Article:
Dear readers and writers -
Thank you for all the wonderful submissions referred by Natalie last month! I've had a delicious month reading romance, romance, romance! Just wanted to say thank you for all your hard work and for considering me in your agent hunt.
Here are the results:
I read 75 partials (still have a few in my database, but not many)
I asked for 3 fulls
if I sign any new clients, I will definitely let Natalie know
Of the partials that I read, there were three main reasons for passes - I thought I would share my notes in case it helps. These notes are not true of all submissions of course, but were more of a general observation.
1) stories that opened with dialogue in which the purpose of that dialogue was to "explain" the story to the reader:
ex. (and I am making this example up - it's not taken from any real submission)
"Fred, how could you? You know that mom and dad sent us here to Wisconsin specifically so you could learn how to get along with others and stop fighting!"
"But Sally, I've just had such a hard time since mom's cancer and I don't like anyone here in Wisconsin anyway"
To me, this feels like an awkward way to introduce a story to the reader, so it was one reason why I passed on some partials.
2) occasionally, I saw examples of weak writing right up front. Yes, as an agent, I could "edit" this kind of thing. But, if I see it up front, then I'll gamble that it's throughout the book. An editor at a publishing house would pass on a book for weak writing and therefore so will I.
ex. (again, making this up)
James looked out across the mesa. James picked up his coffee cup and took a sip of the hot liquid. He didn't know what was next in life, but he felt overwhelmed. James felt like this a lot.
Obviously, no submission is perfect. But, if I saw too much of these kinds of mistakes (poor use of pronouns and "telling" the reader what James is feeling instead of showing us), then I would pass on the sample.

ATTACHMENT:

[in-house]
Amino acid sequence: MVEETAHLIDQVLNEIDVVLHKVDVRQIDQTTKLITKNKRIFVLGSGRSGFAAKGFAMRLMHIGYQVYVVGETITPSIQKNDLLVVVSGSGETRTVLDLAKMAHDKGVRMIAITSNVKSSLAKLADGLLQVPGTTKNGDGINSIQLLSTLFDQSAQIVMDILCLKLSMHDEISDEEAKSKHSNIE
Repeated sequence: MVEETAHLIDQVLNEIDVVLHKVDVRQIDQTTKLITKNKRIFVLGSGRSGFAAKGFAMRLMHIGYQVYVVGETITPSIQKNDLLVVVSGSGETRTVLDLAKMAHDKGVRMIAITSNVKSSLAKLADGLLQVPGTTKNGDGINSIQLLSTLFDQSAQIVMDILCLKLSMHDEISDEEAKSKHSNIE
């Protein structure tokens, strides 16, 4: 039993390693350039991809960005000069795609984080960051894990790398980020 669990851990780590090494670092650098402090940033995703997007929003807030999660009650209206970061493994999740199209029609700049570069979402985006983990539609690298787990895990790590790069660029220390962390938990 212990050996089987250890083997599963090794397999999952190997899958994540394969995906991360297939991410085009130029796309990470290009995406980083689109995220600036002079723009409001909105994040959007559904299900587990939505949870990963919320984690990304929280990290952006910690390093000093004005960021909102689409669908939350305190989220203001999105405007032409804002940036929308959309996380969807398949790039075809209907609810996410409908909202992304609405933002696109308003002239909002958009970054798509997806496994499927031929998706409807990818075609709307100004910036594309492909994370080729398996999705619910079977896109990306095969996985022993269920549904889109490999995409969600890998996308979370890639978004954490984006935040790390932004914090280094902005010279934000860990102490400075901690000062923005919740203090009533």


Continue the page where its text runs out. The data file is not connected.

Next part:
3) data dump. This is the number one reason that I pass on projects submitted to the agency in general. I know it's really hard to integrate backstory and get the reader "into" the story. But, editors will only read 30-50 pages before nixing a work, and that's how important those first 30-50 are. So, there is no room for datadump especially upfront.
ex. (again, not taken from anything specifically)
Gretchen was an only child and the last chance for the Duchess to produce an heir. She's been sent to boarding school, trained to perform, pampered, educated, pushed and prodded. And yet, she was 22 and single. Her mother was losing her patience and Gretchen was losing her confidence. Really, there was only another month until her 23rd birthday and her mother was insisting on throwing a big ball in an effort to attract suitors.
I hope my thoughts and notes are useful and I wish you all Happy Writing!
Nelson Literary Agency
Good stuff, huh? I've struggled with all three of these things. My first manuscript was a lovely little story that began with a gigantic info dump. I did learn a lot from writing it though and I'm glad I didn't give up after the first attempt. Practice. Practice. Practice. The more we write the better we get!
I hope you all have a great July and I'll see you in August.